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Agere acquires physical-layer specialist

Posted: 27 Aug 2003 ?? ?Print Version ?Bookmark and Share

Keywords:agere systems? massana? ethernet network?

Agere Systems Inc. has acquired Massana Ltd, an Irish physical-layer Ethernet specialist which had shifted from DSP cores for Digital Subscriber Lines, to devices for physical-layer Gigabit Ethernet functions. Agere offered 9.1 million shares of common stock, worth approximately $26.2 million, for all assets of Massana.

Agere will use the Massana acquisition as the core of its new Ethernet division, headed by Ed Roberts, former vice president of systems and architectures at Agere. The division will take on the 45 employees of Massana, in addition to centralizing Agere's existing custom business in Ethernet MAC and interface devices.

Roberts said semi-custom Ethernet business will remain in ASIC groups, but that his group will look at a variety of network interface card opportunities, as well as future chipsets in Ethernet in the First Mile and Metro Ethernet markets.

Given the breadth of Massana's analog and DSP talents, Agere could consider offering DSL physical-layer devices in the future, Roberts added. Meanwhile, Agere will update the existing Massana 0.18?m single-channel transceiver in a 0.13?m CMOS process in early 2004, and will produce an octal version of the transceiver by the middle of 2004. Agere's interest in Massana stemmed from a supply contract Massana had with the desktop group at Agere to supply physical-layer devices for NIC cards.

Ron Steudler, who will direct marketing in the new division, said Agere will not hesitate to go directly against existing Ethernet physical-layer and switching specialists in desktop and enterprise switching applications. In fact, Roberts added, large OEMs who are existing customers of Agere for network processors and controllers, had encouraged the company to look at Massana, in order to increase the number of chip suppliers in the combined MAC/PHY device market.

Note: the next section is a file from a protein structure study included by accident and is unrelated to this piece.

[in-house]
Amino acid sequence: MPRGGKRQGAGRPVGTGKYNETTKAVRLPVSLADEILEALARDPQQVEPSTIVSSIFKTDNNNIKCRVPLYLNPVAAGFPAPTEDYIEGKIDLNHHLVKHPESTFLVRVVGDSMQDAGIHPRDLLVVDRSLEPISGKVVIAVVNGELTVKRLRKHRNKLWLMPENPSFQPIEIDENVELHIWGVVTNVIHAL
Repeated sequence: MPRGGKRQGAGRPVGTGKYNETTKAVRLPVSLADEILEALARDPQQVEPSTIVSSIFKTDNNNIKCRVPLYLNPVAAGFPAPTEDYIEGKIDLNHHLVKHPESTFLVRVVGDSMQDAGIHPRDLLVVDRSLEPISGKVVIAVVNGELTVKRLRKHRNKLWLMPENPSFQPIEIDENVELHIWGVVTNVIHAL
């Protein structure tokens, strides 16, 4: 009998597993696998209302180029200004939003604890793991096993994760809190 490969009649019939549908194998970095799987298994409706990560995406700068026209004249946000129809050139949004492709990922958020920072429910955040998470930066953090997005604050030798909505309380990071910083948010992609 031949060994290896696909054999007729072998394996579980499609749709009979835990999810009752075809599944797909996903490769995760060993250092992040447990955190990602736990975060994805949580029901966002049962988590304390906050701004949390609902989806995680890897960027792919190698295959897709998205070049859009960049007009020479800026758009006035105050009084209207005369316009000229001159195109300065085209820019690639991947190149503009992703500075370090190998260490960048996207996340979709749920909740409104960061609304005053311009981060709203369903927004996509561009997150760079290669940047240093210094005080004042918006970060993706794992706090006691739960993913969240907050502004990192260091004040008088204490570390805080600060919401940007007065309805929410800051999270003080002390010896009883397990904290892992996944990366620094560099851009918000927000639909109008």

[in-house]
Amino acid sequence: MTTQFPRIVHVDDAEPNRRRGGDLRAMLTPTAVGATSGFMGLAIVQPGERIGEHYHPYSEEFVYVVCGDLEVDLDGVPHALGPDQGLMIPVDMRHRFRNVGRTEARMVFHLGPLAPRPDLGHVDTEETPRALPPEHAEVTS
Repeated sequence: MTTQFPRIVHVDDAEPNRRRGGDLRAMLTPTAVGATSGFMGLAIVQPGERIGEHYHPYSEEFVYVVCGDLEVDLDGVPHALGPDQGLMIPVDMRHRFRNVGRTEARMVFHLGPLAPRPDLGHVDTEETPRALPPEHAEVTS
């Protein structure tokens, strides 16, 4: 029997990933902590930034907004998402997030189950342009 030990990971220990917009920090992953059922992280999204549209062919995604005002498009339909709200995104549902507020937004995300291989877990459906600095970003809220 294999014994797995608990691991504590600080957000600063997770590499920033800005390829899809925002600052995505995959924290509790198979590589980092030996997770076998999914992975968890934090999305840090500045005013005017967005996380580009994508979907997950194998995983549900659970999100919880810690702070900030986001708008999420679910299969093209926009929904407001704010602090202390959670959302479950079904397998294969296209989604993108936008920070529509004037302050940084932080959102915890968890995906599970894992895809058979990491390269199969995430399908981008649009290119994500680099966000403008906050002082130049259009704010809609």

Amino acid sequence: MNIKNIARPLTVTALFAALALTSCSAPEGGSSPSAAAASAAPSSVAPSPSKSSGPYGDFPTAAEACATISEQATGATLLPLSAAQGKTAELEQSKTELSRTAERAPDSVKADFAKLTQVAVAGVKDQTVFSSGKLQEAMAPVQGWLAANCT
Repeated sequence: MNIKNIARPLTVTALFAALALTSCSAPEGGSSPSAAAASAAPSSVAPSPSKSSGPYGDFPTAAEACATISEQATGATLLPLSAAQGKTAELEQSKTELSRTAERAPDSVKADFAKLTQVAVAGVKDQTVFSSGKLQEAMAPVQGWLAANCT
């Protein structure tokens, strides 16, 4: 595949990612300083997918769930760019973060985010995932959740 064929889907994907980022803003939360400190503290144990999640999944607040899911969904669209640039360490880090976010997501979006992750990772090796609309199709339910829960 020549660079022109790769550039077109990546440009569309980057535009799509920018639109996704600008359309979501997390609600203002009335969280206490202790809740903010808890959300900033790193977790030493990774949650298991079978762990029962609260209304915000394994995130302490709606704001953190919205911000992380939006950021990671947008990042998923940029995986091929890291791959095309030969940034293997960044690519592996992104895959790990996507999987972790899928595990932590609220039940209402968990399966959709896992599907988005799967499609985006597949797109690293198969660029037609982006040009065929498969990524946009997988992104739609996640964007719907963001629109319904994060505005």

Massana was one of many semiconductor and IP companies that reinvented themselves during the recession. The company was founded in 1996 in Dublin, Ireland, intending to apply retargetable FIR filter, MAC and vector-processing designs to the ADSL market. Massana exhibited at DSP shows in the U.S. in 1999 to show off its Filu co-processor architecture, and established a U.S. headquarters in Campbell, California, under Paul Costigan, Brian Murray, and Irving Gold. At the time, the business was intended to be fully IP-based, with no dedicated chipsets produced by Massana.

In April 2000, Massana established a relationship with Lexra Inc. to combine its Filu cores with Lexra's RISC cores. Soon thereafter, as the communications markets declined, Lexra was sued by MIPS Inc., and agreed to leave the cores business in February 2002. Lexra went out of business earlier this year, after an unsuccessful hostile takeover attempt against MIPS.

Massana, meanwhile, decided the DSL market was less appealing than the emerging physical-layer market for 1- and 10Gbps Ethernet. Murray, who served as CTO of Massana prior to the acquisition, said all IP cores business was virtually halted in 2000 in favor of standard physical-layer chips. After a second round of financing in October 2000 that brought Massana $16.5 million, the company shifted to a sole focus on Ethernet, and brought in an 18-member design team from Madrid, Spain, with Ethernet expertise.

Its U.S. headquarters then moved from Campbell to Santa Clara, though the bulk of its engineering and management staff remained in Dublin and Madrid.

Massana has introduced a first-generation Everest family for Gigabit Ethernet PHY layers used in copper-based Ethernet networks. The company is a member of the Ethernet in the First Mile working group in IEEE, and has presented several papers to the IEEE on short-loop signal conditioning.

Proprietary aspects of the Everest family include the IntelliRate method of oversampling, allowing a signal energy double that of traditional transceivers; IntelliProbe, an on-chip diagnostics platform; and IntelliTune, a method of optimizing transceivers for cable quality.

The stock offered by Agere is only $3 million more than the total venture funding received by Massana in two rounds, a reflection of the continued tough market faced by young companies, even those with proven products in the field.

- Loring Wirbel

EE Times

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